These gates (translated as the Bradenburg Gate, the Hunter's Gate, and the Nauen Gate) are three of the original seven gates that were incorporated into the old city walls. They were mostly ornamental, erected by noblemen to show off their prowess and accomplishments, and were meant to direct the eye along various axes from the center of the city to grand boulevards radiating outwards. If you follow the promenade that traces the now demolished city walls, you can see all three of these gates in a ten-minute walk. The Brandenburger Tor sits at one edge of Luisenplatz, between the pedestrian streets of the old town and an entrance to Sanssouci Park. Commissioned by Frederick the Great to celebrate his victory in the Seven Years' War, it was built by Karl von Gontard as a Roman triumphal arch. The small Jägertor is really nothing more than a simple archway, crowned by a statue of a deer set upon by hunting dogs. Its diminutive size, however, belies its historical importance:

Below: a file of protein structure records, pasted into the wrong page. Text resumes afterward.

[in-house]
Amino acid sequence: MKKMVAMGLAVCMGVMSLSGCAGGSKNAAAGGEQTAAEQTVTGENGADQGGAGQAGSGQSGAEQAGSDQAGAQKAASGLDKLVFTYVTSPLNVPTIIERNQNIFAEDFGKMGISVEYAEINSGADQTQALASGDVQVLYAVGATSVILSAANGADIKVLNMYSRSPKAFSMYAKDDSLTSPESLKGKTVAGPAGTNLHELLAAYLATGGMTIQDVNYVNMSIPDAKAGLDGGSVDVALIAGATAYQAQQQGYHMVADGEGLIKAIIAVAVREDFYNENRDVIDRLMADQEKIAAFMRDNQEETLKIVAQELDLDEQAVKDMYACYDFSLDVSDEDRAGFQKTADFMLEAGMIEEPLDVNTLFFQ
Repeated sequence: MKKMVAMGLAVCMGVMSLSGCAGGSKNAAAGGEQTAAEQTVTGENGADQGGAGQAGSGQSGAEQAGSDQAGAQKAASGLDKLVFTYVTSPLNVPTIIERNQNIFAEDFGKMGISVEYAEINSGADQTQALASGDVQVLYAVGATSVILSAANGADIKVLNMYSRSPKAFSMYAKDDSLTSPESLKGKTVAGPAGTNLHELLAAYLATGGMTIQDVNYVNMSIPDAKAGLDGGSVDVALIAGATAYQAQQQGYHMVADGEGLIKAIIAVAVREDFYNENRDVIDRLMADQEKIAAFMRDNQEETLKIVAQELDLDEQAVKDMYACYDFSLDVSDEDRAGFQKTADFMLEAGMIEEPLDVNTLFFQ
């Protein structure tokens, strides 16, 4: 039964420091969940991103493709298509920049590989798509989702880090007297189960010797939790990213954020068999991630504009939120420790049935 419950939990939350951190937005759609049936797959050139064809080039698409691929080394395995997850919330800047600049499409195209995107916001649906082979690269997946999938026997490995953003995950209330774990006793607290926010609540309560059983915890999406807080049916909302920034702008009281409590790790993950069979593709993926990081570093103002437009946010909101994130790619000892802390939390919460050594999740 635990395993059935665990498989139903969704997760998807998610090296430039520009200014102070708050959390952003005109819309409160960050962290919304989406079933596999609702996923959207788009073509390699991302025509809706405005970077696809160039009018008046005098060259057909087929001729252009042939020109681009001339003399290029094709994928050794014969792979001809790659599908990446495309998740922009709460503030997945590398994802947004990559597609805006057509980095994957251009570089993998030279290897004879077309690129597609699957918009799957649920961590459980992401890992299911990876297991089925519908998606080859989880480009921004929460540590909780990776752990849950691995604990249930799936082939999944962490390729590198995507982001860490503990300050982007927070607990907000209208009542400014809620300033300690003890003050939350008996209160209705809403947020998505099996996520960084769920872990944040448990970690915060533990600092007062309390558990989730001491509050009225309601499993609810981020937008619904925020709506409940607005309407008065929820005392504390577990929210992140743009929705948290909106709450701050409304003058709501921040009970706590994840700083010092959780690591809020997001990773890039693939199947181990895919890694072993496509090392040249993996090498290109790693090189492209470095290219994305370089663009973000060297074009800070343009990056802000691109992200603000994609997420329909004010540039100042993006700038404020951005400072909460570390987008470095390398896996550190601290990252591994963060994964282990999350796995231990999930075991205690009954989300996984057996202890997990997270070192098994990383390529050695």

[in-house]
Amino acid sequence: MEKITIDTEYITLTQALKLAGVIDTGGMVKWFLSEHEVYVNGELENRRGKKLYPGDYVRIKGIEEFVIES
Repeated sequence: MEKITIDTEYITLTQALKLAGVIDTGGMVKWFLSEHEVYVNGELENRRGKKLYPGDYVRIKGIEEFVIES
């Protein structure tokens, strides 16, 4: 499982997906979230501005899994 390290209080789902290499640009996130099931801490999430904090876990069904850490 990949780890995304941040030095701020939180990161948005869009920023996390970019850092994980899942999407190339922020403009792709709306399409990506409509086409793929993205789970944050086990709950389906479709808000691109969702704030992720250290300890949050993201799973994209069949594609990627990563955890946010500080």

it's the only gate in Potsdam still in its original form instead of a restored version. The sandstone Nauener Tor, which sits at the northern edge of the bustling, shop-filled main corridor Friedrich-Ebert-Strasse, is the oldest example of a neo-Gothic structure in continental Europe. It looks something like a mini-castle with its twin turrets.